Tuesday, July 31, 2007

i-TFTD #41: Two Lives and Resistance

Your Unlived Life
Every day we wake up, and, whether we know or appreciate it, we wage an invisible war against an unquenchable foe. This unseen enemy stands between the life we live and the unlived life within us. Fall victim to it as most do and mediocrity is your course. Overcome it and your glory will be the success and accomplishment that can only come with living your Unlived Life.

by Steven Pressfield (This is an excerpt of the article at http://www.nightingaleconant.com/ae_article.aspx?a=achievingyourunlivedlife&i=180&page=3)

Most of us have two lives. The life we live, and the unlived life within us. Between the two stands Resistance. Have you ever brought home a treadmill and let it gather dust in the attic? Ever resolved on a diet, a course of yoga, and then quit on it? Are you a writer who doesn't write, a painter who doesn't paint, an entrepreneur who never starts a venture? Then you know what Resistance is.

Resistance is the most toxic force on the planet. It is the root of more unhappiness than poverty, disease, and dysfunction. Resistance is faster than a speeding bullet, more powerful than a locomotive, harder to kick than crack cocaine. We're not alone if we've been mown down by Resistance; millions of good men and women have bitten the dust before us. And here's the biggest problem: We don't even know what hit us. I never did. From age 24 to 32, Resistance kicked my ass from East Coast to West and back again 13 times, and I never even knew it existed. I looked everywhere for the enemy and failed to see it right in front of my face.

Look into your own heart. Even though you've only read a few paragraphs into this article, unless I'm crazy, right now a still, small voice is piping up, telling you as it has 10 thousand times, the calling that is yours and yours alone. You know it. No one has to tell you. And unless I'm crazy, you're no closer to taking action on it than you were yesterday or will be tomorrow. You think Resistance isn't real? Resistance will bury you!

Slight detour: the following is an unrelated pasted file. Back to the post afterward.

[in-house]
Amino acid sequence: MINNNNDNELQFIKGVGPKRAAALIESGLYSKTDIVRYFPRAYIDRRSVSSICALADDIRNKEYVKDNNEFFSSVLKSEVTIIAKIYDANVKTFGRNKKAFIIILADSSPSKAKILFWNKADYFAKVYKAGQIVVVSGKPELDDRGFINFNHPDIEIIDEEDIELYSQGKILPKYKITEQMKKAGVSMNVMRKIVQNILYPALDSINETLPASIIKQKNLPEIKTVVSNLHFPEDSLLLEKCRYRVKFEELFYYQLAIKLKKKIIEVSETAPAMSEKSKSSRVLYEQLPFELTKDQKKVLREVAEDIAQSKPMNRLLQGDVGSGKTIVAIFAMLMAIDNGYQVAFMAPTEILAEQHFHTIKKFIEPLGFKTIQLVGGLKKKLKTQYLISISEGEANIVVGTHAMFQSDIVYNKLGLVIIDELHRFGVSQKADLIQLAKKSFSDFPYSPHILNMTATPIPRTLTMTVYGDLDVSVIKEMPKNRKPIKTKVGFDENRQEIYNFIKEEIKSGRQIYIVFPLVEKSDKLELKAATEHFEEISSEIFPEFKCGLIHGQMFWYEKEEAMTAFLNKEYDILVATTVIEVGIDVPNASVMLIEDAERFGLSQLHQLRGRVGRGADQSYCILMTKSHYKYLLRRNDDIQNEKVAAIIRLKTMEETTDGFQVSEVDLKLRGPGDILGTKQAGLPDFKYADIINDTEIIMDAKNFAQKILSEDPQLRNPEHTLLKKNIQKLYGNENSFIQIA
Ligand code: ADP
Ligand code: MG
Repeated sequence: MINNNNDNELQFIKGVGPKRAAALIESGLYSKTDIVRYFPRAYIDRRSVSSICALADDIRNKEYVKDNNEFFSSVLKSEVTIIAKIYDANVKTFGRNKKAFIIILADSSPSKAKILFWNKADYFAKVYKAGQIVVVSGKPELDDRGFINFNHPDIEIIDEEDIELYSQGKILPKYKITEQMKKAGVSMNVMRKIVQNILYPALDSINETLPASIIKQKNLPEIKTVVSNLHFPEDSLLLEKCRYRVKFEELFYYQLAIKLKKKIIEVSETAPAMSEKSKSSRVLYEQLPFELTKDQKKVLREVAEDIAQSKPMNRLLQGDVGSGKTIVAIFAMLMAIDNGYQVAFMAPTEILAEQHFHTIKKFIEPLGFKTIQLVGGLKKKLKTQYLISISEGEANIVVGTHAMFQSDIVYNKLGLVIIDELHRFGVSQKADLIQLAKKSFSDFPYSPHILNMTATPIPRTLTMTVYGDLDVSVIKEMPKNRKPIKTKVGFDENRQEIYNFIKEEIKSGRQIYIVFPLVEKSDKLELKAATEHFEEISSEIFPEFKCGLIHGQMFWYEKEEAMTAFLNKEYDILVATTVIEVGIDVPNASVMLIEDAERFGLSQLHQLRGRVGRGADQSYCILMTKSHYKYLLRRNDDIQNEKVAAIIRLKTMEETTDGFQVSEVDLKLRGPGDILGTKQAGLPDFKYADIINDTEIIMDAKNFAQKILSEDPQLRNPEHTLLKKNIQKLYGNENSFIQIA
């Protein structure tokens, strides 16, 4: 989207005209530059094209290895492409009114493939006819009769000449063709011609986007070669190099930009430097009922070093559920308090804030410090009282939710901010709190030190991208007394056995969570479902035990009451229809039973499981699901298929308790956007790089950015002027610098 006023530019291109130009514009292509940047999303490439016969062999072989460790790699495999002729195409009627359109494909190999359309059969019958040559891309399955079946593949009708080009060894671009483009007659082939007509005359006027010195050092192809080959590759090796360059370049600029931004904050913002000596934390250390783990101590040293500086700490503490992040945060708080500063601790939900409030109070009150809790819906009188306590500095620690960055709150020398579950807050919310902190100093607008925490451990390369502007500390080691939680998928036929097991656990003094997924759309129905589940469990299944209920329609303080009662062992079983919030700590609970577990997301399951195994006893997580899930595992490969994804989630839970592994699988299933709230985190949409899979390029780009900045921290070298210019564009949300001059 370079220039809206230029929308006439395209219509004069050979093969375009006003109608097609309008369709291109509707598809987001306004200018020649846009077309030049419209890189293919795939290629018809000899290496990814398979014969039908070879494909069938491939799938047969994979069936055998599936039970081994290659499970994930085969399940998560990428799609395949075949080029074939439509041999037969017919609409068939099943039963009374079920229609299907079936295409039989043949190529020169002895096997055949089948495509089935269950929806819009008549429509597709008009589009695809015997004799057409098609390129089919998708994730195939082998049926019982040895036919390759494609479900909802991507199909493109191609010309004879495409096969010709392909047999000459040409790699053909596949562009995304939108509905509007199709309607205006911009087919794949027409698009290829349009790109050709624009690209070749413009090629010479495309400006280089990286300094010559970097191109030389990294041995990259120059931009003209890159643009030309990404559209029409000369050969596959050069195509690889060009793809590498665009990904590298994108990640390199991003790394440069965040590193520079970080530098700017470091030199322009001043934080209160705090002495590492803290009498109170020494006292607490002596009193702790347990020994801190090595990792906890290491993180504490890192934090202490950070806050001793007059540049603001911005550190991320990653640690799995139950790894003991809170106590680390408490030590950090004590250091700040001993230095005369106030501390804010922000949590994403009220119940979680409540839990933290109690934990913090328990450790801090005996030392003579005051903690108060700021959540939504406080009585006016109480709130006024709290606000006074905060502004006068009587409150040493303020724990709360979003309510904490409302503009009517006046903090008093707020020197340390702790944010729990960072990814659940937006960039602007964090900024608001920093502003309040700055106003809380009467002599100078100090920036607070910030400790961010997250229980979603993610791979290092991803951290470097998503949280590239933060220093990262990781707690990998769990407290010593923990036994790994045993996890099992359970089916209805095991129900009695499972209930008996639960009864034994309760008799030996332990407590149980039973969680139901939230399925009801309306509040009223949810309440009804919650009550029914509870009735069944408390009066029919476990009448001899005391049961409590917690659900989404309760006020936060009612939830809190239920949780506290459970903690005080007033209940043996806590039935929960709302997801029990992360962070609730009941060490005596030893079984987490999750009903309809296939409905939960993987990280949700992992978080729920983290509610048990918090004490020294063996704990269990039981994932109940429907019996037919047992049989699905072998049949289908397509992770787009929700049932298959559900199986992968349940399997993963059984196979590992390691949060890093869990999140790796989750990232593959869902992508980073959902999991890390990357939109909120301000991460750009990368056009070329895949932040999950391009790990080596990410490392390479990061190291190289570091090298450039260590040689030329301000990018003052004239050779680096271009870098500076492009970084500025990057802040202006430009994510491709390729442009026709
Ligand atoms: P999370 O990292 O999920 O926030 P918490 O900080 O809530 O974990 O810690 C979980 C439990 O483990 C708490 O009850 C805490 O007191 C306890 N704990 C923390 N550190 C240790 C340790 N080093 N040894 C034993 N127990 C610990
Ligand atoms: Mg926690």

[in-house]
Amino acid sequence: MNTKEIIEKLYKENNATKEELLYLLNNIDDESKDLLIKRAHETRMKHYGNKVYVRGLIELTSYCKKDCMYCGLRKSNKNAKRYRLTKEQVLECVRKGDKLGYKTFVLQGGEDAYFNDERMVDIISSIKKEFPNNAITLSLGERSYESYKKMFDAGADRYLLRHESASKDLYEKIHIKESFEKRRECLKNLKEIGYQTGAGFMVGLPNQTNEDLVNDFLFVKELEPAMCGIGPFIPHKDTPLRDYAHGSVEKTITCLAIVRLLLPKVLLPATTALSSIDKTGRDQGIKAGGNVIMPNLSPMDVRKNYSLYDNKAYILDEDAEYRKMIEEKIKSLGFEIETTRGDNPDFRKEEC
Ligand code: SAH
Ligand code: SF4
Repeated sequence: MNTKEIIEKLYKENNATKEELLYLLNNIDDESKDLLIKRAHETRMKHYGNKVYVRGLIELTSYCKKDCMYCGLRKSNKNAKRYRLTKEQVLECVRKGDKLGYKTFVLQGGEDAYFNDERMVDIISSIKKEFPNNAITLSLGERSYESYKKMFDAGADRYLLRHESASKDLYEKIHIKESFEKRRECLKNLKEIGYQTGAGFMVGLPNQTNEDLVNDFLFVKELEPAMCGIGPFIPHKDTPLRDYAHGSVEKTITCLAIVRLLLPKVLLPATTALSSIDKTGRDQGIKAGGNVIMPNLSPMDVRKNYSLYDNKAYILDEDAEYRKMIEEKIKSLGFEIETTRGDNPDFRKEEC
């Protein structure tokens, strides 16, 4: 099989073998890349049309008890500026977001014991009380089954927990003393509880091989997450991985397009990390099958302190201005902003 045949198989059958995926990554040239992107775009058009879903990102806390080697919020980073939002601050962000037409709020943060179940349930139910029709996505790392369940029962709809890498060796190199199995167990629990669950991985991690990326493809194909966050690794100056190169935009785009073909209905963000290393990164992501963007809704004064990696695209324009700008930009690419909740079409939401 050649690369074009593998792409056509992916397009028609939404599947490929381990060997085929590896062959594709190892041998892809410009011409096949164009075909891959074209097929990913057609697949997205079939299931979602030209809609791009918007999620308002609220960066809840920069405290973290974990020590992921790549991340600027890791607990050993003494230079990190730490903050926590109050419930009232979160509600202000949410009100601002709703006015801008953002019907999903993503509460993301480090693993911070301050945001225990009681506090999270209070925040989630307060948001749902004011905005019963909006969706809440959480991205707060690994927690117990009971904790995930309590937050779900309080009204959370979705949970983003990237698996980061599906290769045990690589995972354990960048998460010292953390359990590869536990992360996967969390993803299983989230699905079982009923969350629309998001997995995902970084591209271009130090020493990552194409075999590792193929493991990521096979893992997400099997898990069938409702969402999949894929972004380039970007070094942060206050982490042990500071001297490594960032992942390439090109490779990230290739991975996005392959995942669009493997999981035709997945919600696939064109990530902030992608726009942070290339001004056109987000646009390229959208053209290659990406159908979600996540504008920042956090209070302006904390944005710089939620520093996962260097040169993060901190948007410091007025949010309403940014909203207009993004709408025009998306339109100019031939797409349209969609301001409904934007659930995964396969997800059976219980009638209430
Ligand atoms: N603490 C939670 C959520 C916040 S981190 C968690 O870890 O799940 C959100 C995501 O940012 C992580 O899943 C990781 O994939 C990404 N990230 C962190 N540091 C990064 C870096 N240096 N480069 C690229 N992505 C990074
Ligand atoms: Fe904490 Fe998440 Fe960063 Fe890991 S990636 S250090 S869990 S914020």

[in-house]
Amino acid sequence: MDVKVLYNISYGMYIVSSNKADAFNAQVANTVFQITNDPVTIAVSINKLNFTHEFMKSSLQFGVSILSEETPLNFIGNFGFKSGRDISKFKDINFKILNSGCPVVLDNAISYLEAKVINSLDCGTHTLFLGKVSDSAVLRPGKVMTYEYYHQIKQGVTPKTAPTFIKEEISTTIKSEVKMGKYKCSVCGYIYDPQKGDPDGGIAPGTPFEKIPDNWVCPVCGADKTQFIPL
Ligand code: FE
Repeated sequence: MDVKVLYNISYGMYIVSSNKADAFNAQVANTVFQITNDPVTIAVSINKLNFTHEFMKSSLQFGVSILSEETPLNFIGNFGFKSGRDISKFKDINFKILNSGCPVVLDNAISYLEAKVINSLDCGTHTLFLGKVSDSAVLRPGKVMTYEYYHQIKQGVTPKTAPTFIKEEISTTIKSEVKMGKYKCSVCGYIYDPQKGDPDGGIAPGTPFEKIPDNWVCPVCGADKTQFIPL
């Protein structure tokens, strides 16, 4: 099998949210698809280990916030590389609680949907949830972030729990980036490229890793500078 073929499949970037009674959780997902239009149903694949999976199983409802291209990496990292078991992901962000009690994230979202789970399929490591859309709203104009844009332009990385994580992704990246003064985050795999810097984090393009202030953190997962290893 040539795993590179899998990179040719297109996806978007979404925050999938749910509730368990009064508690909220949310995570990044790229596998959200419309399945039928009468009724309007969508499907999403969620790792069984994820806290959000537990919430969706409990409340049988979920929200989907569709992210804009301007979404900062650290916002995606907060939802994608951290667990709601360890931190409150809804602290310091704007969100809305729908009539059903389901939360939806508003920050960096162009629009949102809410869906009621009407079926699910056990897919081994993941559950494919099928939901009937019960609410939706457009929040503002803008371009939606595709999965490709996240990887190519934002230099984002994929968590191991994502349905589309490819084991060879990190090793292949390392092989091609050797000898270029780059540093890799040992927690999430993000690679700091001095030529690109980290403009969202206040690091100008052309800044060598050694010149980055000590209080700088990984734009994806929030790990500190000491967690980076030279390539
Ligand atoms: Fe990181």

You know, Hitler wanted to be an artist. At 18 he took his inheritance, 700 kronen, and moved to Vienna to live and study. He applied to the Academy of Fine Arts and later to the School of Architecture. Ever see one of his paintings? Neither have I. Resistance beat him. Call it overstatement, but I'll say it anyway: It was easier for Hitler to start World War II than it was for him to face a blank square of canvas.

Resistance cannot be seen, touched, heard, or smelled. But it can be felt. It is experienced as a force field emanating from a work-in-potential. It's a repelling force. It's negative. Its intention is to shove the creator away, distract him, sap his energy, incapacitate him.

If Resistance wins, the venture doesn't get started.
Resistance seems to come from outside ourselves. We locate it in spouses, jobs, bosses, kids, distractions. "Peripheral opponents," as Pat Riley used to say when he coached the Los Angeles Lakers. Resistance is not a peripheral opponent. Resistance arises from within. It is self-generated and self-perpetuated. Resistance is the enemy within.

At some point in our maturity about life and the universe, we have to strike the right balance between aspiring for further progress and accepting our own limitations. Of course these limits can be transcended but only through our own actions. Small steps forward are much better than grand visions or vague yearnings.

Monday, July 30, 2007

i-TFTD #40

#40-1. People in any organization will tend to treat new concepts and ideas as follows: 5% will accept immediately, 25% will lean towards acceptance, 60% will wait and see if it seems okay, 10% will never accept anything.


#40-2. What gets measured gets done; what gets recognized gets done even better.

#40-3. There are two types of people who can tell you the truth about yourself: an enemy who has lost his temper and a friend who loves you dearly.


The 5% early adopters tend to get ignored but they along with the 25% "almost-adopters" must be nurtured as evangelizers, who can help in converting the cautious 60%. The 10% nay-sayers tend to get too much attention, they must be largely ignored, only their impact has to be contained.

More and more research is proving that managers and parents are being too stingy with praise and recognition.

I like the learning value implied in the third quote. We could train ourselves to glimpse the truth brought out by an angry enemy.

Friday, July 27, 2007

i-TFTD #39

#39-1. The only difference between where you are right now and where you'll be five years from now are the people you meet and the books you read.

-Charlie Jones

#39-2. Don't put the key to your happiness in someone else's pocket.
-Swami Chinmayananda

#39-3. Make mistakes faster than the competition, so you have more chances to learn and win.
-John W. Holt Jr.

Some say they have no time to read, or that books cannot teach; some are too busy to consciously try and meet new people. Not doing both of these makes us miss so many opportunities to learn interesting and useful aspects about life. And obviously impacts our career.

The second is something we need to remind ourselves constantly. We often blame external entities or circumstances for our career, our mood, our happiness. Maybe because it is easy and lessens our guilt.

Dynamic people and organizations try many things boldly, knowing that some would fail but at least some would succeed. They progress faster than those who ponder and analyze too much in trying to avoid failure.

Thursday, July 26, 2007